Unlock exclusive research & insights you need to navigate the crypto space with confidence

Guide: Derivatives

March 2, 2022
March 2, 2022

In 2020, the global derivatives market was estimated at $1 quadrillion (that’s 10X the world’s gross domestic product or 3X the estimated value of all global wealth!) The crypto derivatives market is still in its infancy, but it’s growing fast. 

What are derivatives? 

Derivatives are complex financial instruments whose value is derived from an underlying asset. Derivatives’ are based on the future price of the asset, traders use them as a means of speculation or to hedge (protect against) risk. They are commonly used by investors, governments and corporations to minimise their risk exposure. 

Derivatives is an umbrella term, but there are two main types in crypto:

  1. A futures contract is the obligation to buy an underlying asset, e.g. ETH, at a set point in the future, at a defined price.
  2. An options contract is similar. It is the right to buy or sell an asset at a set time in the future, at a defined price; however, the holder is not obligated to do so.

Futures & perpetual futures 

Futures themselves aren’t used all that much in crypto, it’s perpetual futures that are the most popular derivative in crypto by a long way. These are what you see offered on many crypto exchanges. 


A future is an agreement to purchase an asset (such as Bitcoin) at a set time in the future. A future defines the number of units of the particular asset that will be bought as well as the price, and time at which it will be purchased. At the expiration date, the holder of the future is obligated to buy the asset for the previously agreed price.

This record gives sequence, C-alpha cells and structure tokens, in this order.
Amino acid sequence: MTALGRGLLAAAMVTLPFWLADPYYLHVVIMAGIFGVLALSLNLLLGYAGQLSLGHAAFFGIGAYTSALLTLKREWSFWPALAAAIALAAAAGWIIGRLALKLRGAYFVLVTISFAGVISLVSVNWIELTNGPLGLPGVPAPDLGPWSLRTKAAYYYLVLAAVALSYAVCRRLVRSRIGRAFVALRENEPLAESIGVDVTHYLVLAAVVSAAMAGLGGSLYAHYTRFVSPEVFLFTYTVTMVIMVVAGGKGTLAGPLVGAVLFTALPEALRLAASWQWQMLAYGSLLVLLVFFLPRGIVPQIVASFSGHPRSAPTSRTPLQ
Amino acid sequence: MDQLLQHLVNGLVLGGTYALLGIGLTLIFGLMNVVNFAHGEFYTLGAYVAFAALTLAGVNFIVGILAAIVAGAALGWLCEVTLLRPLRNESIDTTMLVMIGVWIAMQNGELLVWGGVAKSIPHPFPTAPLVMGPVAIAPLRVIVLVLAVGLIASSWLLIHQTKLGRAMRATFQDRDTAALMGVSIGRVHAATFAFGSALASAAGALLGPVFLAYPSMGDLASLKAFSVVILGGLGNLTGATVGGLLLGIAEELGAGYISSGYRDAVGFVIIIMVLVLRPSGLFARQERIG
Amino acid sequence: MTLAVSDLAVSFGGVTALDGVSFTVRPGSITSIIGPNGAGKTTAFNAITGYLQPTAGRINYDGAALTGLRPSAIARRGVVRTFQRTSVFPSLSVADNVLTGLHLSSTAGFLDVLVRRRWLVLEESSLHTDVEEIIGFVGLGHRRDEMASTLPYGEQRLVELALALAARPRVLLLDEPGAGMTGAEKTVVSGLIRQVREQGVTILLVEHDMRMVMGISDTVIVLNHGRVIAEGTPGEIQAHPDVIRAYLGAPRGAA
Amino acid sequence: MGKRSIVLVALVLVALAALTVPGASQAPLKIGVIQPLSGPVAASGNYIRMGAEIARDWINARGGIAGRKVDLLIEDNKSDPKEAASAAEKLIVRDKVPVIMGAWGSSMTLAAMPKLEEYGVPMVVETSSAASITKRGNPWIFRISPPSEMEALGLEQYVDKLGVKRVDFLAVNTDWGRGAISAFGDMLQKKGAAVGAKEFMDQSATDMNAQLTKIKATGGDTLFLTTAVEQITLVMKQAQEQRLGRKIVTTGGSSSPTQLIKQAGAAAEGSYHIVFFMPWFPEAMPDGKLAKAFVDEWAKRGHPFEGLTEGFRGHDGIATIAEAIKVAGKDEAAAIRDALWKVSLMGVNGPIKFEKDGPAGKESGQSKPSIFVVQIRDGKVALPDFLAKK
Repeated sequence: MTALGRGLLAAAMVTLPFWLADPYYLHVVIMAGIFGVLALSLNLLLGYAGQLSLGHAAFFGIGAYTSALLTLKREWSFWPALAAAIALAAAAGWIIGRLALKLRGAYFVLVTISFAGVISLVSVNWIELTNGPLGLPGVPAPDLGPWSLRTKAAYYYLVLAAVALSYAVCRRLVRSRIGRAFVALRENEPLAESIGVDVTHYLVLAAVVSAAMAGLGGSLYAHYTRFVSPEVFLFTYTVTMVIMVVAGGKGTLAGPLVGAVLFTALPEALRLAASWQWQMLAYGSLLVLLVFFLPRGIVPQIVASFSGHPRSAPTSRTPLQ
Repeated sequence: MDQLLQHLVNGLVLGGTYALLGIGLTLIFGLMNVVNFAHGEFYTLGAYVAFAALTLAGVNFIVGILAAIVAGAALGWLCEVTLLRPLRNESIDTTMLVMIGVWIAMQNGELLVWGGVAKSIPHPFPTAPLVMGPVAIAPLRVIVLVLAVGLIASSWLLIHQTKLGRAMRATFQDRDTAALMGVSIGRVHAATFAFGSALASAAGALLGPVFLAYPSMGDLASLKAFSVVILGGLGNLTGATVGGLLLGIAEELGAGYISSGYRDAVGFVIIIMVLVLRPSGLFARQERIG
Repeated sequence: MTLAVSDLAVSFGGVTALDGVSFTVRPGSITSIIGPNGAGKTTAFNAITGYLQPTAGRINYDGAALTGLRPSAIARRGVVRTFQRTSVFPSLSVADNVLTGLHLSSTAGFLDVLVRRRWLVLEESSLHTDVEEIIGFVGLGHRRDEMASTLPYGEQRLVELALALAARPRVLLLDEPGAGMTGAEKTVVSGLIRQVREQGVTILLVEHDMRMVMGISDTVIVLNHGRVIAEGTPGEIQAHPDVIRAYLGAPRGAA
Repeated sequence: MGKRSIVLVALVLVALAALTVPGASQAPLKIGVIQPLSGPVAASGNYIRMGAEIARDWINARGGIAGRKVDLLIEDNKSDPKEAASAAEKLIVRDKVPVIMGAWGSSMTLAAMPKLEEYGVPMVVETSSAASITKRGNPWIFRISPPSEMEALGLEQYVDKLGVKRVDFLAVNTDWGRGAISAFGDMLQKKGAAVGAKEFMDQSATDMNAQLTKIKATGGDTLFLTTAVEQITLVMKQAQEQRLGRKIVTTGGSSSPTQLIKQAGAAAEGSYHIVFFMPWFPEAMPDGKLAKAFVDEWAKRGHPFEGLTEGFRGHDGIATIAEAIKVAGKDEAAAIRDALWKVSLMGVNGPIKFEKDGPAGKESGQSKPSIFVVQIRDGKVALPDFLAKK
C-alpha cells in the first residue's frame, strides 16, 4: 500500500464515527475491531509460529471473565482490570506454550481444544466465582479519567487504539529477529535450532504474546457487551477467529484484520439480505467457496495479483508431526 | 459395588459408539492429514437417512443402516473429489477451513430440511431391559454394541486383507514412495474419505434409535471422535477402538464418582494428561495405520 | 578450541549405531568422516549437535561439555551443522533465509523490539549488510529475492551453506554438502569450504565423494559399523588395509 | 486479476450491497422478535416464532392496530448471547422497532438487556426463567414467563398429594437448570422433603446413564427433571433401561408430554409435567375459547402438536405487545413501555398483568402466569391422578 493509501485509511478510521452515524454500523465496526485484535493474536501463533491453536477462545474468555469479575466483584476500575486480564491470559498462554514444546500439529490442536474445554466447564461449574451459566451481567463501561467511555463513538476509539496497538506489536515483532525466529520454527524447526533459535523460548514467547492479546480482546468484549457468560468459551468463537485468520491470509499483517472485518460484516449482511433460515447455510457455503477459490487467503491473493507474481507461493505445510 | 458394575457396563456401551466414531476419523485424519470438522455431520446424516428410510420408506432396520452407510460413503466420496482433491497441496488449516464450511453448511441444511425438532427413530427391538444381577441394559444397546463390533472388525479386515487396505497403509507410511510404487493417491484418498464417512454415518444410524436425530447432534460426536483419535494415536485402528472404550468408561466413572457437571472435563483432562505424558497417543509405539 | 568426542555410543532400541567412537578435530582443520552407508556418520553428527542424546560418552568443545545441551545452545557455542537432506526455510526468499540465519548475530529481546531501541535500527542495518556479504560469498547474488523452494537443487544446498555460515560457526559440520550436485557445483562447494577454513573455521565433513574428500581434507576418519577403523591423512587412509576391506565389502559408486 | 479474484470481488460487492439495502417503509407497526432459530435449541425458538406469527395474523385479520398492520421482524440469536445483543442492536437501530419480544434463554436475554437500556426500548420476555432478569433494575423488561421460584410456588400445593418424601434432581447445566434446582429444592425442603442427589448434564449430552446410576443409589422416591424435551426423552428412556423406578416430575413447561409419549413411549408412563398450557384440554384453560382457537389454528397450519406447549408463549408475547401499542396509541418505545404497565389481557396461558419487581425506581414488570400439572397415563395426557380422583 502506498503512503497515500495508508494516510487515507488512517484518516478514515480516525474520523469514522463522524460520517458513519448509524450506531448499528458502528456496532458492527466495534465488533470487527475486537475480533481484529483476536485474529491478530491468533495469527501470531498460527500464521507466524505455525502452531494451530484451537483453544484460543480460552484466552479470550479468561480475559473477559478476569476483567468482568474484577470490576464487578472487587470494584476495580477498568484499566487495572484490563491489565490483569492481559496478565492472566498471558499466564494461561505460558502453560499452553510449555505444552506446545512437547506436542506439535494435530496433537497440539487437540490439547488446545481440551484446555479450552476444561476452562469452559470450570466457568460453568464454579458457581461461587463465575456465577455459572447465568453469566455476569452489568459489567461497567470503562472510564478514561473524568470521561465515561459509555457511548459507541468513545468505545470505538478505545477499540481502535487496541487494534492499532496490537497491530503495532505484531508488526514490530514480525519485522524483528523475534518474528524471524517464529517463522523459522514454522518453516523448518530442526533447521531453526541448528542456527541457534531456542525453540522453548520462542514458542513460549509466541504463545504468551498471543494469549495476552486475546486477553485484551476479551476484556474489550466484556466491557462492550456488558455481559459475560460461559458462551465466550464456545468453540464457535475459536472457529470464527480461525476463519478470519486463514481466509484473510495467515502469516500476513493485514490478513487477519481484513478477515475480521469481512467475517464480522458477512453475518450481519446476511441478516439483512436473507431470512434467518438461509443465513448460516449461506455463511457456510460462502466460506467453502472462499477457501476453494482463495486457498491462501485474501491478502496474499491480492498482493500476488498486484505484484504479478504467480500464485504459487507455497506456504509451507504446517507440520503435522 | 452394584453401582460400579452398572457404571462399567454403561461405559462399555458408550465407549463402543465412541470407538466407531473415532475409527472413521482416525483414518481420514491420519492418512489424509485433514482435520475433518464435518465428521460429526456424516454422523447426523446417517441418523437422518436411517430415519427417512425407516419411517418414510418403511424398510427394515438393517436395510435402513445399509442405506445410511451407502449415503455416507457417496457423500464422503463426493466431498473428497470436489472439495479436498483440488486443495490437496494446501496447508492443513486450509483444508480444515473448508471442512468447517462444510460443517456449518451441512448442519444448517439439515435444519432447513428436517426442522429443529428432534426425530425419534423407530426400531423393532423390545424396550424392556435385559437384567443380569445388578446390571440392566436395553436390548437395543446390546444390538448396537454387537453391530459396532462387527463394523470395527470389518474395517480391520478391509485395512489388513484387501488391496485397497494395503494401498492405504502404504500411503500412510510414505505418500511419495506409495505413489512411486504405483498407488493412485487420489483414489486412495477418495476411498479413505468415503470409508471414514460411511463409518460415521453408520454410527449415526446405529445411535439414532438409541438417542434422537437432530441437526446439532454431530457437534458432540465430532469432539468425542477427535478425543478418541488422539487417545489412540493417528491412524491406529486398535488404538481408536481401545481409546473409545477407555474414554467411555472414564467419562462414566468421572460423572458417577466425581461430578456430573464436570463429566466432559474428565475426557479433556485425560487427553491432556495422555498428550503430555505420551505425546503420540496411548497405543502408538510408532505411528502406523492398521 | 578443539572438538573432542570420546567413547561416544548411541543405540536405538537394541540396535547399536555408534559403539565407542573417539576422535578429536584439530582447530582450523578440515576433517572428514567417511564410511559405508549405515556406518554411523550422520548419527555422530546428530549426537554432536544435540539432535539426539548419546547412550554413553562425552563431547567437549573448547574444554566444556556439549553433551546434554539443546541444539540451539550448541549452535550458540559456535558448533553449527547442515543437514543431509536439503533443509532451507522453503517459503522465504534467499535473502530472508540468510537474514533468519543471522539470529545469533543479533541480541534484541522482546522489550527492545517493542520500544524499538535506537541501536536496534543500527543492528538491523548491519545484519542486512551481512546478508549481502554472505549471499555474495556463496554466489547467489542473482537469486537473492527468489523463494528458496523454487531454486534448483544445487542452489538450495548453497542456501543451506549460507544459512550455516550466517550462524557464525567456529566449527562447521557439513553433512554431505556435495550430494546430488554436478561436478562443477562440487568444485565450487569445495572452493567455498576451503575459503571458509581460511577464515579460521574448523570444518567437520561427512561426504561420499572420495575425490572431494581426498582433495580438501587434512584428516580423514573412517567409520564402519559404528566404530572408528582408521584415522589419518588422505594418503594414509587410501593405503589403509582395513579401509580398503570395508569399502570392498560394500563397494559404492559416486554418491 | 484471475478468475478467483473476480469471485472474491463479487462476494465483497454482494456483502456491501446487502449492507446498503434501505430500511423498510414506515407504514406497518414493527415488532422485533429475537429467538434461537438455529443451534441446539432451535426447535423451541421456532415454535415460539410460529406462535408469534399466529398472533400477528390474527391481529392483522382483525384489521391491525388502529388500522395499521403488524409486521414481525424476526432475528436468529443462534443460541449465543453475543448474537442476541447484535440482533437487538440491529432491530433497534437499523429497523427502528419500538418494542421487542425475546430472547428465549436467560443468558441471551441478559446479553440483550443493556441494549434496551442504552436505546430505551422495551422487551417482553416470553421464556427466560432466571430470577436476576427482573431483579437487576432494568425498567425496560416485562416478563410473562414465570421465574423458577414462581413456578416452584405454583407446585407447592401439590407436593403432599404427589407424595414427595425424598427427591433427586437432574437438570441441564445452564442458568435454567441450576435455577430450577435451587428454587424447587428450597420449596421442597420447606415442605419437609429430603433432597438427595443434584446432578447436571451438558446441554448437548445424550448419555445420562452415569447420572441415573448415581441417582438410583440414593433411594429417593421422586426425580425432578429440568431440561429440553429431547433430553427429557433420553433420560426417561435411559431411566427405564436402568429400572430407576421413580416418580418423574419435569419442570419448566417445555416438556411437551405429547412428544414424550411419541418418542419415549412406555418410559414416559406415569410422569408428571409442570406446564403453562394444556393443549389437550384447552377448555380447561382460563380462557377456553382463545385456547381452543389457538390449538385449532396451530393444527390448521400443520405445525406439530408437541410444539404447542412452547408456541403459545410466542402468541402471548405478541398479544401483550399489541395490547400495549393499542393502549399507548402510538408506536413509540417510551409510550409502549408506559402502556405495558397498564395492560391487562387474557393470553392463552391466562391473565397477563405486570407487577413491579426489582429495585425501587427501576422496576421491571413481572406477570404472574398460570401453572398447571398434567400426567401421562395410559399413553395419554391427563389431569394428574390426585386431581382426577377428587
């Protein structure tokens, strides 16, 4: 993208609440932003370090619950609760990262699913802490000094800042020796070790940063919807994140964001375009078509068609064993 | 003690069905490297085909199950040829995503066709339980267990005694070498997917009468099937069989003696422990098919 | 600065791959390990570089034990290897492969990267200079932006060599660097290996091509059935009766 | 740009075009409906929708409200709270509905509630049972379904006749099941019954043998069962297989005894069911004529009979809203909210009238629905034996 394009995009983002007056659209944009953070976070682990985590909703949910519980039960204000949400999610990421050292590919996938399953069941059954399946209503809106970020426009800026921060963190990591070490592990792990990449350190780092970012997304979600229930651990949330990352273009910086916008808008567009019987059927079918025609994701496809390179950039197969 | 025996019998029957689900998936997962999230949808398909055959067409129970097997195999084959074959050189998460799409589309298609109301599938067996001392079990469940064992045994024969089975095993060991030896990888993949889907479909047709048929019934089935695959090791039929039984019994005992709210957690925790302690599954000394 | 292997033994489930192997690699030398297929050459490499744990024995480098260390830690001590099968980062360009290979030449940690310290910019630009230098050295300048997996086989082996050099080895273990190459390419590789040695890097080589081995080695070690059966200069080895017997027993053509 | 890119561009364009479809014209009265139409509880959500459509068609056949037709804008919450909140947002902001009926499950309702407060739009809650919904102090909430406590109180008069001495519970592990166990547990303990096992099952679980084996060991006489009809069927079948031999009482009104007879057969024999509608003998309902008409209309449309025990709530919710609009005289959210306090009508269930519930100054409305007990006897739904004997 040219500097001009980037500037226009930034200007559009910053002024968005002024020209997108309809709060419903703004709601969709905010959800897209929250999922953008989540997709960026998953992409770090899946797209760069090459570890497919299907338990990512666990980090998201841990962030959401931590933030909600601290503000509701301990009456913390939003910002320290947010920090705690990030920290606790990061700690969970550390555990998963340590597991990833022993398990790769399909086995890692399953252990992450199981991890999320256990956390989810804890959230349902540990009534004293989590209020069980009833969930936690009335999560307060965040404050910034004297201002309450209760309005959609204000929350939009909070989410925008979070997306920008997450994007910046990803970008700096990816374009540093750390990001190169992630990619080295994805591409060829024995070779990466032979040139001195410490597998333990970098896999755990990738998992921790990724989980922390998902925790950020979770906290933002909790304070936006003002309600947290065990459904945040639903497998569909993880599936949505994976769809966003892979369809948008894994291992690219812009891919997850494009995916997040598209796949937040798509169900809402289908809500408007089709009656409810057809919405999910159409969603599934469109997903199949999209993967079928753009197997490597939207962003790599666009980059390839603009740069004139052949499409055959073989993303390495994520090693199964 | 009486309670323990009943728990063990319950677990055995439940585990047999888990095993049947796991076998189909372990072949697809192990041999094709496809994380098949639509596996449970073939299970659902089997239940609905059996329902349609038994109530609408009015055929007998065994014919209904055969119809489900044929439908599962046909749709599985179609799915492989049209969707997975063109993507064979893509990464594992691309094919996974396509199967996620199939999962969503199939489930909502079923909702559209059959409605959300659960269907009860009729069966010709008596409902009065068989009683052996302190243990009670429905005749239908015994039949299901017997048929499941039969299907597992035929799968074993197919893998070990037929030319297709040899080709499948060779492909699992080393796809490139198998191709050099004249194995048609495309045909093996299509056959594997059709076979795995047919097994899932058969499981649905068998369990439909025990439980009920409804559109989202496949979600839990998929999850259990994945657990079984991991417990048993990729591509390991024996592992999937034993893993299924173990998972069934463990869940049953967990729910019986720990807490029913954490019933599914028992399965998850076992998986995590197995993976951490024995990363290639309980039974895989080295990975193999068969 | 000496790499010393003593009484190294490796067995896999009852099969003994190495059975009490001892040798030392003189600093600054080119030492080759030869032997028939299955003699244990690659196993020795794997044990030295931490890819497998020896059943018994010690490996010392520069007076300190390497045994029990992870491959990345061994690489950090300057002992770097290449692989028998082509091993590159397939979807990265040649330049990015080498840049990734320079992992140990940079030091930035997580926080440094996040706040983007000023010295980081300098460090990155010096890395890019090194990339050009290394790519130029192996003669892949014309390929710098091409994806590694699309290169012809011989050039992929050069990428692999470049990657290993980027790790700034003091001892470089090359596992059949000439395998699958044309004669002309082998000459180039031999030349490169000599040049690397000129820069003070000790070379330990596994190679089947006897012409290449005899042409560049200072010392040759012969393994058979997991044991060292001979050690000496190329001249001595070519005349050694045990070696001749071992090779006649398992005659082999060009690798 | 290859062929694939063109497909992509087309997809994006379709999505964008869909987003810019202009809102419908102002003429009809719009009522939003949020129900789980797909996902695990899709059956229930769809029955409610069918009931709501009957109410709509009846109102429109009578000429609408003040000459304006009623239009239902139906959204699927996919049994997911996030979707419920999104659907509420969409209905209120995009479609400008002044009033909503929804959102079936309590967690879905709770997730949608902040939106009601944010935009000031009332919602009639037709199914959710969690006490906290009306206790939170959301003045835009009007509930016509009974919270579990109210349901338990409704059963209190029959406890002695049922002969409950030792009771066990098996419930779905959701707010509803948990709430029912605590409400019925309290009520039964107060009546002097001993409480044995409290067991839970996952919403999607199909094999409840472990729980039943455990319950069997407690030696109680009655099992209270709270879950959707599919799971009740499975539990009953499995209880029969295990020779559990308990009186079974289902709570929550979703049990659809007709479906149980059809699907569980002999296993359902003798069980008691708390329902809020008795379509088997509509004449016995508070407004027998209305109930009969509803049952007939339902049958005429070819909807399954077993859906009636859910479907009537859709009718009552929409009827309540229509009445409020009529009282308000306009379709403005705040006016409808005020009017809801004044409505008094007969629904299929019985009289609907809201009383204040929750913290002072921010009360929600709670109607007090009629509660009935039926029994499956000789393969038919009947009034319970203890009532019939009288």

Perpetual futures

Unlike crypto futures, which have a limited lifespan, perpetual futures do not have an expiration date. They are cash-settled, meaning no need to send over your assets when you settle.


There is a growing range of options products on the crypto market. An Option (or Options Contract) gives the holder the right or choice to buy (or sell) an asset at a set time in the future for a fixed price. This differs from a futures contract as there’s no obligation to buy. 

The holder of option must pay a premium to be granted the choice to purchase the asset in the future. This is charged on purchase of the contract. 

The price at which the asset will be bought (or sold) should the contract holder choose to do so is known as the strike price. In the case of a buy option, if the strike price is below the market price, the investor can purchase the asset at a discount and (taking the premium into account) exercise the contract to make a profit. However, if the strike price is higher than the market price, the holder has no reason to complete the contract. If the contract is not exercised, the holder will lose the premium paid.

Note that options are highly complex and involve high risk, especially if the investor doesn’t understand the working mechanisms. 

Read more about derivatives here.

Disclaimer: THIS IS NOT FINANCIAL OR INVESTMENT ADVICE. Only you are responsible for any capital-related decisions you make and only you are accountable for the results.

Nicola Rainsford

Post a Comment